Ready to Jump in with Both Feet?

I tried to explore the debate of technology in elementary schools. I have heard strong voices advocating for technology in schools. However, for several primary teachers in my school, the use of technology in primary classes is strongly discouraged. The emphasis on play-based learning and experiential hands-on activities far outweighs the benefits of digital tools in the classroom. Although I agree on the merits of play, I am also passionate about integrating technology effectively as a learning tool. In my research quest so far, I found many articles toting the benefits of technology but few articles discussing the possible negative impact on children. Why? Is this because the advent of technology in schools is so recent that little research is available? At this point, I am certainly finding a lack of literature outlining both positions of the debate. As I read the various articles I had selected, I was disappointed with the results and decided to focus more on the integration of technology.

My administrator suggested this broadcast with guest speaker, Maryanne Wolf on CBC Spark. In this episode, Wolf cautions against the use of digital reading for children and encourages the use of book reading.

Are Books Really a Problem?

My original plan was to create a platform for staff to share their own struggles and success with technology integration, but many of my colleagues are not yet ready to jump in with both feet. So, I have adapted my plan to share my journey of introducing technology into a primary class.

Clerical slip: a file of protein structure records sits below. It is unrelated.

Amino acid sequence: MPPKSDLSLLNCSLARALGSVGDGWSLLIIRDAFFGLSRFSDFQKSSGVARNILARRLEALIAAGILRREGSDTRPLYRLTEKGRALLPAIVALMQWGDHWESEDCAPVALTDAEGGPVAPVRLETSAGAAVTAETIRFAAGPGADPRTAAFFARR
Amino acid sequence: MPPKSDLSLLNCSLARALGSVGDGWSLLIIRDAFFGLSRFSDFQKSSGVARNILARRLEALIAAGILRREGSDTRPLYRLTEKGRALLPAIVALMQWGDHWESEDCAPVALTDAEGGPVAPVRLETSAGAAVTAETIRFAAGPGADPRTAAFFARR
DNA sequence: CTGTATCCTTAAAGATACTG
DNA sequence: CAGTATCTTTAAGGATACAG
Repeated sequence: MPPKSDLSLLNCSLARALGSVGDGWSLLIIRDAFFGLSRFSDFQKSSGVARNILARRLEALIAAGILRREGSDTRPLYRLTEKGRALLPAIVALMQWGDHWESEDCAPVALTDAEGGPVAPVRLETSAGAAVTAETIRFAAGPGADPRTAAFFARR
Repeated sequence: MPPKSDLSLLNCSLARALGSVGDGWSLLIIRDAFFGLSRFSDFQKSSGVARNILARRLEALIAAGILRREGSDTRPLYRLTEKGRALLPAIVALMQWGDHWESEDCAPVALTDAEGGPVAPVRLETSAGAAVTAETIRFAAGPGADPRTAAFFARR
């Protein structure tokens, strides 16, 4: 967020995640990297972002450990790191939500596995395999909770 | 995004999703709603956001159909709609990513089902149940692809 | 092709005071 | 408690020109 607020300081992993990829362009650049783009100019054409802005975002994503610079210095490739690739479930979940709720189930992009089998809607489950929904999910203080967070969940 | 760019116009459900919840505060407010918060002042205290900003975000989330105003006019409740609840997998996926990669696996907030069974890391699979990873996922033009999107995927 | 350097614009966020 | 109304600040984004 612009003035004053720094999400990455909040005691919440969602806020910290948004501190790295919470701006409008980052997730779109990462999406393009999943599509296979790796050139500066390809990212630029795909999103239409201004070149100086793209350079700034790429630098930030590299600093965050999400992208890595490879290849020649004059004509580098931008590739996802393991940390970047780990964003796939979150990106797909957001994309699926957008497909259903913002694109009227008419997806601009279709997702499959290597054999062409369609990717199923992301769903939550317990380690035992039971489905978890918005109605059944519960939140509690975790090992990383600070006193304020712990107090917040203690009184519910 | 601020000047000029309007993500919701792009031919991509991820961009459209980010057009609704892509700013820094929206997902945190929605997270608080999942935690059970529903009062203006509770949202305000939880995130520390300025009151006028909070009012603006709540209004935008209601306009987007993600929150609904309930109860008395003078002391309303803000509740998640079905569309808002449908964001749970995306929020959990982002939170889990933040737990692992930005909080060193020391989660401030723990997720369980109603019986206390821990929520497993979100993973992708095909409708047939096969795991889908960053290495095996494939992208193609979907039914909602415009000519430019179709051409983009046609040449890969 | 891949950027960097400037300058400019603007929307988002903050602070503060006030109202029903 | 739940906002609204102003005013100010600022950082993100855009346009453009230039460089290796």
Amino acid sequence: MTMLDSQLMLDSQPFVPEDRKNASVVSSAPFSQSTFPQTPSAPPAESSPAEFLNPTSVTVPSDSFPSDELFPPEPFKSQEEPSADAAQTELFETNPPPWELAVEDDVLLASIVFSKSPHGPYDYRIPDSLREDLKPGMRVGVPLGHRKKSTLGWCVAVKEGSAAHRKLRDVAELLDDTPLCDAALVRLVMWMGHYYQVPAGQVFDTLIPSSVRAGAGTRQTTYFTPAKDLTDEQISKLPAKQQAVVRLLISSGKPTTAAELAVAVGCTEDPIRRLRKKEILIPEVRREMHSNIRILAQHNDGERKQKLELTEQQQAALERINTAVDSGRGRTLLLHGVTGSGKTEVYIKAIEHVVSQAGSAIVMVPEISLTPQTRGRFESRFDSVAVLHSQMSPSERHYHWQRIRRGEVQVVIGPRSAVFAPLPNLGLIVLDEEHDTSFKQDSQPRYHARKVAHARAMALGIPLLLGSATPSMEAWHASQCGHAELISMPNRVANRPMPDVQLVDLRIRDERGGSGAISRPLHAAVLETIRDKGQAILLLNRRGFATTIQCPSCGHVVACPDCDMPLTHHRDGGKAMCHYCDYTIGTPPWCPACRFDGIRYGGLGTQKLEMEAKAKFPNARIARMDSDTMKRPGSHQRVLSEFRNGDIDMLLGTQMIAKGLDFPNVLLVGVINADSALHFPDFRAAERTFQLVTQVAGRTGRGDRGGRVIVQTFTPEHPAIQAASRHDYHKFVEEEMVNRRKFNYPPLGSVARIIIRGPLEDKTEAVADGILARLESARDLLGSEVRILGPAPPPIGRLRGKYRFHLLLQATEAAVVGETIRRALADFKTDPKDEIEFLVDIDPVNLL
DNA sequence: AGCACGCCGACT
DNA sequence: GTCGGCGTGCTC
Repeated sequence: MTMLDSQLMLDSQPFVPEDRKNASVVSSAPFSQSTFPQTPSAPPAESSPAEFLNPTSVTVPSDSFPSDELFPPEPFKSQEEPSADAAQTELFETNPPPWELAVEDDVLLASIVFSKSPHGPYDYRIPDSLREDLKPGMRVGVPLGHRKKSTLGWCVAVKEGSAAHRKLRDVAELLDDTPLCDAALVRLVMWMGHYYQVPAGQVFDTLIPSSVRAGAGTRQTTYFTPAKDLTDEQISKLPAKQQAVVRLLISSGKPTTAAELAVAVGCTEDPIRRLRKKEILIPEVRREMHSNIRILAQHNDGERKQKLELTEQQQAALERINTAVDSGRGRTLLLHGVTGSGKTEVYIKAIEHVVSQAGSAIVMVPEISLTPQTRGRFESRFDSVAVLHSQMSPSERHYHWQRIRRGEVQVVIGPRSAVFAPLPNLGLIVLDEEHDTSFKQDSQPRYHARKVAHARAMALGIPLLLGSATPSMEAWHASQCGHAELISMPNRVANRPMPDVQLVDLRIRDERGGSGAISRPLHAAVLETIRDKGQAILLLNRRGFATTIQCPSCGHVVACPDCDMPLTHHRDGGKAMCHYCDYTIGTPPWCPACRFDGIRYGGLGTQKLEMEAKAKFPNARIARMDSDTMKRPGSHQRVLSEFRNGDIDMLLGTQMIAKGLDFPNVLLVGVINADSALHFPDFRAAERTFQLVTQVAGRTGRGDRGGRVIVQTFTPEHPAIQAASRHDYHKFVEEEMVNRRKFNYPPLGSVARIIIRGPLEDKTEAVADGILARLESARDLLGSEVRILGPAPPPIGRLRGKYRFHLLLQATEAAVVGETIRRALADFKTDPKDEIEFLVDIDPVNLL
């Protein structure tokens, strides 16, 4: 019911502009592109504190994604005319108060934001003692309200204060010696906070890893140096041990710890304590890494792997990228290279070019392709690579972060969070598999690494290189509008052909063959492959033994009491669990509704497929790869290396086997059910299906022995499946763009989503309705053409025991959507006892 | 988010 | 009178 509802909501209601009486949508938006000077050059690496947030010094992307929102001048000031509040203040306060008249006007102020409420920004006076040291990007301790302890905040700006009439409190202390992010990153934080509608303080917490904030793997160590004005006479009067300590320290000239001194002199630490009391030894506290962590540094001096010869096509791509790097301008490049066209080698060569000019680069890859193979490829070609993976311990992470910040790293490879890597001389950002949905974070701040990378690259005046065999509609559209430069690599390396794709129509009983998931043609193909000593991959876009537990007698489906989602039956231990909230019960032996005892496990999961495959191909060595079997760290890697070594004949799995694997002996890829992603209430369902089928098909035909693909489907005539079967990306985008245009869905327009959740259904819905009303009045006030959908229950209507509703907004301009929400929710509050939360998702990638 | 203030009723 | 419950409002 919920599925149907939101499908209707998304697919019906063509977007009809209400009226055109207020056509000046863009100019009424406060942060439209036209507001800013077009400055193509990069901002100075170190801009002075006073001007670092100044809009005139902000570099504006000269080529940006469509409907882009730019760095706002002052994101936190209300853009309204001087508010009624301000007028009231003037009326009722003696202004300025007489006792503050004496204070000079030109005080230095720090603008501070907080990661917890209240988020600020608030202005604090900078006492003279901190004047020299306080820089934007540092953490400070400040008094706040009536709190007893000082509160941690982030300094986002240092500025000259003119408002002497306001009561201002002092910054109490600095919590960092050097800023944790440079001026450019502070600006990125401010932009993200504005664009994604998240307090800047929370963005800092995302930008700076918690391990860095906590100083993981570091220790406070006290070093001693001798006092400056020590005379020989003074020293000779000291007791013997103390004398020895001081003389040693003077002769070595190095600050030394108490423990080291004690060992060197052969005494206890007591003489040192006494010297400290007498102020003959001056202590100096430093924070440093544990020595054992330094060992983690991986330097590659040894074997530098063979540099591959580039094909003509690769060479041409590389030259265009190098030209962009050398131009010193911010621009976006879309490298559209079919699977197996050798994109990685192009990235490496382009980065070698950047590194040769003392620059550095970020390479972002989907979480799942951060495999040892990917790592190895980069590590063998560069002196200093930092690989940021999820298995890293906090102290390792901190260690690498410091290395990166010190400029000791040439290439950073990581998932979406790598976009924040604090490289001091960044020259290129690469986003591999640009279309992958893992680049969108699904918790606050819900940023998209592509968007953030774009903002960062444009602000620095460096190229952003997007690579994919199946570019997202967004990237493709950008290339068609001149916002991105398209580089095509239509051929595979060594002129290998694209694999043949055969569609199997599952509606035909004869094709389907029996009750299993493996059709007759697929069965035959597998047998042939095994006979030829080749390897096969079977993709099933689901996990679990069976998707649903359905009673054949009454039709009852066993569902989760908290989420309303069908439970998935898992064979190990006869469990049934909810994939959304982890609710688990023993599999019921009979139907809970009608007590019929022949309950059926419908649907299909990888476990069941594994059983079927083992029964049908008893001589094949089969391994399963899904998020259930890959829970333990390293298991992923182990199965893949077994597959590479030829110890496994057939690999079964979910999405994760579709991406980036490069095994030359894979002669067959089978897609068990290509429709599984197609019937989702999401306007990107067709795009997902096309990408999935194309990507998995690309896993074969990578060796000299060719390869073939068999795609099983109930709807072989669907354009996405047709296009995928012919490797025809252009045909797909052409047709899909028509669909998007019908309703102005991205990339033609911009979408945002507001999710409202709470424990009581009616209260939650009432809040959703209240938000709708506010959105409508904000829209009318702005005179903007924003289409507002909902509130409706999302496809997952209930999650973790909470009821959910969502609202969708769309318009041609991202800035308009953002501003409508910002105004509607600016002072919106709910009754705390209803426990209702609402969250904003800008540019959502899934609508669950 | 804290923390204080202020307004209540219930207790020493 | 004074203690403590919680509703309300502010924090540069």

I will further my research into recommended apps to use in primary classrooms. I have started following three presenters from the ISTE conference on Twitter: Victoria Olsen, Richard Snyderman and Heather Askea.

I also found the following helpful tutorials regarding the potential apps to try in my classroom:

Explain Everything Tutorial

Sock Puppet Tutorial

ibrainstorm tutorial



Chowdhry, Affan. (2015, Sept. 15). Computers in classroom have ‘mixed’ impact on learning: OECD report. The Globe and Mail. Retrieved from

Globe and Mail article

Colwell, J., & Hutchison, A. (2015). Supporting Teachers in Integrating Digital Technology into Language Arts Instruction to Promote Literacy. Journal of Digital Learning In Teacher Education (Routledge), 31(2), 56-63. doi:10.1080/21532974.2014.991813

Fekonja-Peklaj, U., & Marjanovič-Umek, L. (2015). Positive and negative aspects of the IWB and tablet computers in the first grade of primary school: a multiple-perspective approach. Early Child Development & Care, 185(6), 996-1015. doi:10.1080/03004430.2014.974592

Fekonja-Peklaj & Marjanovič-Umek

Javorsky, K., & Trainin, G. (2014). Teaching Young Readers to Navigate a Digital Story When Rules Keep Changing. Reading Teacher, 67(8), 606-618. doi:10.1002/trtr.1259

Javorsky, K., & Trainin, G.

Perez, L. (2013). Re-Imagine Your Library with iPads. Learning & Leading With Technology, 40(6), 22-25.


Spencer, R., & Smullen, T. (2014). Future Reading: Using Technology in the Classroom. Practically Primary, 19(2), 28-31.

Spencer, R., & Smullen, T.

Young, N., & Wolf, M. (2015, Sept. 18). Are books really a problem to solve? CBC Radio, Spark with Nora Young. Retrieved from


2 thoughts on “Ready to Jump in with Both Feet?

  1. Great post that outlines how important it is to stay flexible, to adapt as your assess and to support your fellow colleagues where they are, not where you want them to be. You’ve embedded some excellent tutorials, collected some very helpful articles, and reflected on the process well. Overall, a strong start, and a good set of tools in your toolbox to assist you moving forward.


  2. I certainly am learning many new skills in the process! I am excited to try a few things out with my primary students and see where things lead in the creative process with young children.


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